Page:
Talking to Angels about Social Media

Angel image from FunDraw.com No, not the heavenly kind.  I was recently invited to attend a local angel investment group meeting.  It was an opportunity to meet local investors, listen to a few pitches from other entrepreneurs, and learn how the group operates.  I gained some good insight and would suggest that anyone planning to seek angel investment for their endeavor find a way to attend a meeting informally before pitching your opportunity officially.

While I didn’t present, I did get to talk to several investors about Mediassembly and social media.  You might think that social media, being a very hot topic these days, would naturally be of interest to investors hoping to ride the next big wave.  But many waves crash into rocks.  The investors I’ve met tend to be conservative and skeptical of anything that is overly hyped.  They’re interested in finding companies that provide innovative, yet practical solutions to tangible problems.  The clearer the problem, the easier it is for them to understand the opportunity.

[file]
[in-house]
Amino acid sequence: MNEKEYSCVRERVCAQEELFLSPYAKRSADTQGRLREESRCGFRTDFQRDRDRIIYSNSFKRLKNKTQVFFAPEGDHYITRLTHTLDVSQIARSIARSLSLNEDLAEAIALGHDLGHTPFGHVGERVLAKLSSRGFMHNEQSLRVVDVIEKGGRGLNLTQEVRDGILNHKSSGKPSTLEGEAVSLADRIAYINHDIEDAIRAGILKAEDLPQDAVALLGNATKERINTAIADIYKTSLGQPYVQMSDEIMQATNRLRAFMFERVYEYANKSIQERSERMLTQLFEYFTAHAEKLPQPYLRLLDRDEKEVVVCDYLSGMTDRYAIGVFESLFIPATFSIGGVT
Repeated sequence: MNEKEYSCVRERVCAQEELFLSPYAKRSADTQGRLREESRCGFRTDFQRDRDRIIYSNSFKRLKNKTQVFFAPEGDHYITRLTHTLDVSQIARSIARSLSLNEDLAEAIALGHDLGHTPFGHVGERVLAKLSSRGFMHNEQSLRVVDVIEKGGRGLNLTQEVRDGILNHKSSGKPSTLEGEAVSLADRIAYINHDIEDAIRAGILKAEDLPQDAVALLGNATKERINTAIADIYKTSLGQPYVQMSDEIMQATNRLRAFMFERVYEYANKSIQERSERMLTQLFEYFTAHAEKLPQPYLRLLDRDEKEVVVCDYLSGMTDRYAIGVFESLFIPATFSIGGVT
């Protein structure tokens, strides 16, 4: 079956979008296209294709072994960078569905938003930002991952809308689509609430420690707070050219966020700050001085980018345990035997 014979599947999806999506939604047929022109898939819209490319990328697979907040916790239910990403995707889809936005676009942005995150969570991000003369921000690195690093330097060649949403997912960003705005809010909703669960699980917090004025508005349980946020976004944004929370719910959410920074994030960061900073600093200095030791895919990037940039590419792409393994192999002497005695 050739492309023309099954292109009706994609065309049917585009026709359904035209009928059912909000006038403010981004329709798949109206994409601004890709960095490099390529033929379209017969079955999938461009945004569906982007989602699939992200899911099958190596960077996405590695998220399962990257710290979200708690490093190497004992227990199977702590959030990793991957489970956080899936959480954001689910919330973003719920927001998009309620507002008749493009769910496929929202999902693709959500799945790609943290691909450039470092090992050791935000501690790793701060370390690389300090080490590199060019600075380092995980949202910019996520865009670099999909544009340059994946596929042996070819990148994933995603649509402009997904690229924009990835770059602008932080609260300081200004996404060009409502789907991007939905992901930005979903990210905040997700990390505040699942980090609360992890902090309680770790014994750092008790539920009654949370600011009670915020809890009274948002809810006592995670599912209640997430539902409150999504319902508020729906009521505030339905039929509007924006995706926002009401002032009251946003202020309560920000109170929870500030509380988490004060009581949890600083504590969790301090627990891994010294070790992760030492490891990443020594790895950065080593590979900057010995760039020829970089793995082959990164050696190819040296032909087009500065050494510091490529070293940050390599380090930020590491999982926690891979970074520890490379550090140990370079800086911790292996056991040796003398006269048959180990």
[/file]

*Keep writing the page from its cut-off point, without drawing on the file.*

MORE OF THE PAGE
Social media is indeed a phenomenal wave that  is changing the way people interact with each other and the way businesses interact with customers.  And it is tempting to lead into discussions with how social media is changing the world and citing amazing Facebook and Twitter statistics.  But doing so will likely trigger the skeptic’s spidey sense and disengage your audience.   Statistics are important, but only after you demonstrate that you’re offering a valuable solution to a clear and significant problem.   Sell your solution, without incorporating the hype.  The good news is there are plenty of problems to be solved with social media.  You don’t need the hype.

While the context of this post is speaking to angel investors, I believe the advise is broadly applicable.  It seems there are many agencies and social media champions inside organizations who encounter skepticism while proposing a social media strategy to senior management.   I have found that a healthy skepticism is a trait common to both executives and angels.  Angels are often retired executives, after all.

There have been several great posts and presentations recently that address the ROI of Social Media.  Whether you’re talking to investors or executives, you should be well versed on the bottom-line impact of your solution and how ROI will be measured.  This is a good place to start:

6 Must Read Posts about the ROI of Social Media